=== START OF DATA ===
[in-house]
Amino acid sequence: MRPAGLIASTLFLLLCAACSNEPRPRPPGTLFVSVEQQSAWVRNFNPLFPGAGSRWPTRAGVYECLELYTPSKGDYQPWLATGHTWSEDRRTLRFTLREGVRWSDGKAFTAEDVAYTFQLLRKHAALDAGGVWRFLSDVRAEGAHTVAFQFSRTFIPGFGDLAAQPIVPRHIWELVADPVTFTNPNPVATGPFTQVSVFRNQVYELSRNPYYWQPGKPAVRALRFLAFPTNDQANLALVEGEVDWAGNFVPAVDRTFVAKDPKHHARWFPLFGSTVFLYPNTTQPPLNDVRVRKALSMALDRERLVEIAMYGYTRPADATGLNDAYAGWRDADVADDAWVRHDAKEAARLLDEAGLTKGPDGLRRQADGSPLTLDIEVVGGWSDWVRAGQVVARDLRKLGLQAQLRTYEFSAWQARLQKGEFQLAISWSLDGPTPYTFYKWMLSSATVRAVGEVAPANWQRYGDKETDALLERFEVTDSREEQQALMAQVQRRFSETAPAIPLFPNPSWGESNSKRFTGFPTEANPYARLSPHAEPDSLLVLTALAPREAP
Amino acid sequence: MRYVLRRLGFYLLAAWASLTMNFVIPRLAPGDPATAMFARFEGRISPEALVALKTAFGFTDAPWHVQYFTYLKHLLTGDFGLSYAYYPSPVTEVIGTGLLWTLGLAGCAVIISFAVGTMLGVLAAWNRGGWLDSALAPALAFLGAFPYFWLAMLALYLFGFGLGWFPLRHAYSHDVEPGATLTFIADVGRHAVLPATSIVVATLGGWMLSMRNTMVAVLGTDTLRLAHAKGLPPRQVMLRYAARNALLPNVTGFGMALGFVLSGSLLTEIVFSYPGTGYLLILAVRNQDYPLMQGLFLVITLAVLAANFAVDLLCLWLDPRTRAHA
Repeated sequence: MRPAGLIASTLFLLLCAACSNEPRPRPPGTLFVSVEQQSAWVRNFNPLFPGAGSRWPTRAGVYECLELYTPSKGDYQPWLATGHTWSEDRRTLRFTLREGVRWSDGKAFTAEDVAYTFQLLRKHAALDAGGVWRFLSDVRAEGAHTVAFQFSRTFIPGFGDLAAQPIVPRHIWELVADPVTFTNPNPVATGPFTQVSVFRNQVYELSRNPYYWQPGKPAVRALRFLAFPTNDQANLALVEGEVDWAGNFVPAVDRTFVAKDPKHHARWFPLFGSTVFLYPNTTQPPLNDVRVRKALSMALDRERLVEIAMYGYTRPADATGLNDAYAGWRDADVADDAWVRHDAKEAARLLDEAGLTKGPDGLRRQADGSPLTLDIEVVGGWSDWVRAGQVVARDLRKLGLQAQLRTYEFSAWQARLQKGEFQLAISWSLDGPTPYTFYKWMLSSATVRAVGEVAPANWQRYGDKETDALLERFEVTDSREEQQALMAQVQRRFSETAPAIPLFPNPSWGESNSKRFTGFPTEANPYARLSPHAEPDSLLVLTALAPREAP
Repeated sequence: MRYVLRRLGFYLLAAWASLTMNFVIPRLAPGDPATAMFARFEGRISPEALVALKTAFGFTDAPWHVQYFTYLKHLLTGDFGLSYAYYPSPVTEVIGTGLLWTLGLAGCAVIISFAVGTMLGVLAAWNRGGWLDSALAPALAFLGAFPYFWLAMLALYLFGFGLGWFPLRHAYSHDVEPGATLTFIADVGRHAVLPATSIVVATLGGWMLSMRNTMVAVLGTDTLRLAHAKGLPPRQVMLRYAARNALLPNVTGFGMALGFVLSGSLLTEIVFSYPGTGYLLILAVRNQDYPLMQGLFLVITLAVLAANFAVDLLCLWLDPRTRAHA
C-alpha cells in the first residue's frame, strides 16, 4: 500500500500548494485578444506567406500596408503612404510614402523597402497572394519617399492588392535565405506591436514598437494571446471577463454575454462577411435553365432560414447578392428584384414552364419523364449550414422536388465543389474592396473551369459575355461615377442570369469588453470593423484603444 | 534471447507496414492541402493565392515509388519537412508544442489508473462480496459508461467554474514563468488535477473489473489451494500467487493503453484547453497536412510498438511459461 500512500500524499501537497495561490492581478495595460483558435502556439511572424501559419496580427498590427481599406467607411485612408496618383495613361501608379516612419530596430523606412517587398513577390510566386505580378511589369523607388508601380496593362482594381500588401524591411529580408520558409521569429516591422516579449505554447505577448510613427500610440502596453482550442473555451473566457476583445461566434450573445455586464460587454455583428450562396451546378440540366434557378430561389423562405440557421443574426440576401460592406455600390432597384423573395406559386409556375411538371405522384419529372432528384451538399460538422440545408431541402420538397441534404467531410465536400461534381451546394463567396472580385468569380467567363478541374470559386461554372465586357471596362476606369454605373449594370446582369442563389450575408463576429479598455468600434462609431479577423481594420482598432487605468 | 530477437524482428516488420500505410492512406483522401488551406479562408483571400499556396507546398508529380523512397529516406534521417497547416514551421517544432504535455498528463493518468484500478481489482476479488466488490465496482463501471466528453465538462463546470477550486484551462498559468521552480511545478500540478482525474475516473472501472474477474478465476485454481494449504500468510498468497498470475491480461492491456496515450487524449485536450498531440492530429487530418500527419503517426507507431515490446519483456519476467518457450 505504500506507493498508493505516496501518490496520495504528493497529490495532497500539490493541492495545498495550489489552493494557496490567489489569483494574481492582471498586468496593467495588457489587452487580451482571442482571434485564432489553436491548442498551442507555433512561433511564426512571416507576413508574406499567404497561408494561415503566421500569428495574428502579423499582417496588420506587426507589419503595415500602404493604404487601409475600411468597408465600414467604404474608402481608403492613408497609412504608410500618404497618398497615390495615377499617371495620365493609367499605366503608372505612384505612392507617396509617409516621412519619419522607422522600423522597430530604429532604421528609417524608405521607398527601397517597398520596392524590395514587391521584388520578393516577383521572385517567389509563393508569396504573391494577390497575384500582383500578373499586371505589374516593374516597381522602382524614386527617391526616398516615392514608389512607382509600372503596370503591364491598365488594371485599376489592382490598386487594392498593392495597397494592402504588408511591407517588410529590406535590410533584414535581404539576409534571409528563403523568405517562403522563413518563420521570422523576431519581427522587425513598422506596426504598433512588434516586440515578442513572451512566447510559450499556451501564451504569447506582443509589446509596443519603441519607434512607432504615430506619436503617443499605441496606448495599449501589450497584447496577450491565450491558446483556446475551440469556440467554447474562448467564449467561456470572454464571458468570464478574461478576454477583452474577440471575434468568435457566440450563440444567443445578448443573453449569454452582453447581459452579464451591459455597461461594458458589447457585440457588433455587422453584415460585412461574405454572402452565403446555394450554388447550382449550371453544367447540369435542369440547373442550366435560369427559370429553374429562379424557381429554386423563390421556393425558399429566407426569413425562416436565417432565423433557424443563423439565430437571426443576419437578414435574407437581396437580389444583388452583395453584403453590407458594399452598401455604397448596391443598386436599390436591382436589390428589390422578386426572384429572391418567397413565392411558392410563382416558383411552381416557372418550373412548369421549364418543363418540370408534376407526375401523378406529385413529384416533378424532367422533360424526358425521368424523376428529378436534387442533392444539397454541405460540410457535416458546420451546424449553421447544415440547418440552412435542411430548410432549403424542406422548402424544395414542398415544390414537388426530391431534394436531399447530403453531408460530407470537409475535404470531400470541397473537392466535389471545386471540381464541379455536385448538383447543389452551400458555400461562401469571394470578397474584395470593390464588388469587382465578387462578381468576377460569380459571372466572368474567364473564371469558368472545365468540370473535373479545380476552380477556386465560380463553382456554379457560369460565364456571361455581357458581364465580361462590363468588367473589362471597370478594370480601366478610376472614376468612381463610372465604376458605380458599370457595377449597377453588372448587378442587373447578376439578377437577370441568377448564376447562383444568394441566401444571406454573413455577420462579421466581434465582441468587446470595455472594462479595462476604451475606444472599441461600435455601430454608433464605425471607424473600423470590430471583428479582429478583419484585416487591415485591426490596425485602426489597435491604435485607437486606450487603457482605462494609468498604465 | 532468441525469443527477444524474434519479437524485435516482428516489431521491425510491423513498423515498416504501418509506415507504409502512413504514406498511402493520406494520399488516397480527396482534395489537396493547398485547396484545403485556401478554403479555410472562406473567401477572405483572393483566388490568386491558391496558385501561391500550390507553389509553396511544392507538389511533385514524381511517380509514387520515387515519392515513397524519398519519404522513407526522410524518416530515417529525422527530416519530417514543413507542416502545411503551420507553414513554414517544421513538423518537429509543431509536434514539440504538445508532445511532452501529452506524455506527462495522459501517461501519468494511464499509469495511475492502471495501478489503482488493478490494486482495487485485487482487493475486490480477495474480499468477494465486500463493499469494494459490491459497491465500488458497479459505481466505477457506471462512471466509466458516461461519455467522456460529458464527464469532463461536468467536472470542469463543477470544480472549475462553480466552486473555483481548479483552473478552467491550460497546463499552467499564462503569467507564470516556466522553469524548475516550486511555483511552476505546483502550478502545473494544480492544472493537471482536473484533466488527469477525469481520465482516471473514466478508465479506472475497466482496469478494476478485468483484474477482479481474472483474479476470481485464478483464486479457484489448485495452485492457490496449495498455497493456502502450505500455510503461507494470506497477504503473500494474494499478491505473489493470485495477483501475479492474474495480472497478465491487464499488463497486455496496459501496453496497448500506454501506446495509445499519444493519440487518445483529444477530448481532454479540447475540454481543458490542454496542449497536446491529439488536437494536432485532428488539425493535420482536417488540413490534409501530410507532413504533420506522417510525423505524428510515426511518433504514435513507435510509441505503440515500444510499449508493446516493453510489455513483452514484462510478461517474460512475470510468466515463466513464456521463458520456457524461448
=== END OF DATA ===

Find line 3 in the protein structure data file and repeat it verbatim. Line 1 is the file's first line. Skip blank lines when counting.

Amino acid sequence: MRYVLRRLGFYLLAAWASLTMNFVIPRLAPGDPATAMFARFEGRISPEALVALKTAFGFTDAPWHVQYFTYLKHLLTGDFGLSYAYYPSPVTEVIGTGLLWTLGLAGCAVIISFAVGTMLGVLAAWNRGGWLDSALAPALAFLGAFPYFWLAMLALYLFGFGLGWFPLRHAYSHDVEPGATLTFIADVGRHAVLPATSIVVATLGGWMLSMRNTMVAVLGTDTLRLAHAKGLPPRQVMLRYAARNALLPNVTGFGMALGFVLSGSLLTEIVFSYPGTGYLLILAVRNQDYPLMQGLFLVITLAVLAANFAVDLLCLWLDPRTRAHA